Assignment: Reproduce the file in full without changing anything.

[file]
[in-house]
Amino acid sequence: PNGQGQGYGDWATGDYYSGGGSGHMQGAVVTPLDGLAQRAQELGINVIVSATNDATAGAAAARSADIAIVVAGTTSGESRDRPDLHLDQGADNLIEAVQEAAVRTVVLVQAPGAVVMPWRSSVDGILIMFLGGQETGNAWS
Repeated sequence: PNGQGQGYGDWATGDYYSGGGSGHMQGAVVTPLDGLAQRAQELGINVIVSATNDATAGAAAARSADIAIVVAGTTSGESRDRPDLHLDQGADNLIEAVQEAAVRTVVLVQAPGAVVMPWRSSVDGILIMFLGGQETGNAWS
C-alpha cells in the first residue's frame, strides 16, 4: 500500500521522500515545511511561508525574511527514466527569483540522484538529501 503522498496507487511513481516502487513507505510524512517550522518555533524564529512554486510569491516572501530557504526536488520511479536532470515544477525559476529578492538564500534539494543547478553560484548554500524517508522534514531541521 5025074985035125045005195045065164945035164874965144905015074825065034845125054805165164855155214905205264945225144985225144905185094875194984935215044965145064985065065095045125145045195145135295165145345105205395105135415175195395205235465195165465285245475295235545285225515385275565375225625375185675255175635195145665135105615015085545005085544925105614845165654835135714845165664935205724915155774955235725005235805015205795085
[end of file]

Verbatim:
[in-house]
Amino acid sequence: PNGQGQGYGDWATGDYYSGGGSGHMQGAVVTPLDGLAQRAQELGINVIVSATNDATAGAAAARSADIAIVVAGTTSGESRDRPDLHLDQGADNLIEAVQEAAVRTVVLVQAPGAVVMPWRSSVDGILIMFLGGQETGNAWS
Repeated sequence: PNGQGQGYGDWATGDYYSGGGSGHMQGAVVTPLDGLAQRAQELGINVIVSATNDATAGAAAARSADIAIVVAGTTSGESRDRPDLHLDQGADNLIEAVQEAAVRTVVLVQAPGAVVMPWRSSVDGILIMFLGGQETGNAWS
C-alpha cells in the first residue's frame, strides 16, 4: 500500500521522500515545511511561508525574511527514466527569483540522484538529501 503522498496507487511513481516502487513507505510524512517550522518555533524564529512554486510569491516572501530557504526536488520511479536532470515544477525559476529578492538564500534539494543547478553560484548554500524517508522534514531541521 5025074985035125045005195045065164945035164874965144905015074825065034845125054805165164855155214905205264945225144985225144905185094875194984935215044965145064985065065095045125145045195145135295165145345105205395105135415175195395205235465195165465285245475295235545285225515385275565375225625375185675255175635195145665135105615015085545005085544925105614845165654835135714845165664935205724915155774955235725005235805015205795085